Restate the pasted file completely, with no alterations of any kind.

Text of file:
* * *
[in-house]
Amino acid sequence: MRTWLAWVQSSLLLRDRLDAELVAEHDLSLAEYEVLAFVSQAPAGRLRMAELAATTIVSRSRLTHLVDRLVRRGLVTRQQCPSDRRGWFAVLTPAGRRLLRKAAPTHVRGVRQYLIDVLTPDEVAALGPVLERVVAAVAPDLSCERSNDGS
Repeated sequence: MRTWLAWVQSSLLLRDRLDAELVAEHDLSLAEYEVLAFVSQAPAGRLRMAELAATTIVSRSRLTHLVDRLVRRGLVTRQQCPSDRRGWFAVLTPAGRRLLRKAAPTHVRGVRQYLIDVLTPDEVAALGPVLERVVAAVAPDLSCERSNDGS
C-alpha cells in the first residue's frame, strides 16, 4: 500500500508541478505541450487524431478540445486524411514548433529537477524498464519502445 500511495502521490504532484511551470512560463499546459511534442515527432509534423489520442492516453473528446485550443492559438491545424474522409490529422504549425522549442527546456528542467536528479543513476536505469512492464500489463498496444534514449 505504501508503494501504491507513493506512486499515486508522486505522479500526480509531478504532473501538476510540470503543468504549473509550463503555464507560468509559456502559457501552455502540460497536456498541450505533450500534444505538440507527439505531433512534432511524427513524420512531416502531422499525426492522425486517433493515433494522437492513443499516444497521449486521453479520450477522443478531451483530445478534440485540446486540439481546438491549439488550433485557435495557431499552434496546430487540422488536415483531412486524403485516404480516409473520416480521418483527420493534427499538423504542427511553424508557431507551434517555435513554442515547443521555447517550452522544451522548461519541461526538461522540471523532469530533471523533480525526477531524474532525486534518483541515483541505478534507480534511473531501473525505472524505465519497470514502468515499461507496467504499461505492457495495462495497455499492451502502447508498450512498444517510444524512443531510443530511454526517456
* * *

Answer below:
[in-house]
Amino acid sequence: MRTWLAWVQSSLLLRDRLDAELVAEHDLSLAEYEVLAFVSQAPAGRLRMAELAATTIVSRSRLTHLVDRLVRRGLVTRQQCPSDRRGWFAVLTPAGRRLLRKAAPTHVRGVRQYLIDVLTPDEVAALGPVLERVVAAVAPDLSCERSNDGS
Repeated sequence: MRTWLAWVQSSLLLRDRLDAELVAEHDLSLAEYEVLAFVSQAPAGRLRMAELAATTIVSRSRLTHLVDRLVRRGLVTRQQCPSDRRGWFAVLTPAGRRLLRKAAPTHVRGVRQYLIDVLTPDEVAALGPVLERVVAAVAPDLSCERSNDGS
C-alpha cells in the first residue's frame, strides 16, 4: 500500500508541478505541450487524431478540445486524411514548433529537477524498464519502445 500511495502521490504532484511551470512560463499546459511534442515527432509534423489520442492516453473528446485550443492559438491545424474522409490529422504549425522549442527546456528542467536528479543513476536505469512492464500489463498496444534514449 505504501508503494501504491507513493506512486499515486508522486505522479500526480509531478504532473501538476510540470503543468504549473509550463503555464507560468509559456502559457501552455502540460497536456498541450505533450500534444505538440507527439505531433512534432511524427513524420512531416502531422499525426492522425486517433493515433494522437492513443499516444497521449486521453479520450477522443478531451483530445478534440485540446486540439481546438491549439488550433485557435495557431499552434496546430487540422488536415483531412486524403485516404480516409473520416480521418483527420493534427499538423504542427511553424508557431507551434517555435513554442515547443521555447517550452522544451522548461519541461526538461522540471523532469530533471523533480525526477531524474532525486534518483541515483541505478534507480534511473531501473525505472524505465519497470514502468515499461507496467504499461505492457495495462495497455499492451502502447508498450512498444517510444524512443531510443530511454526517456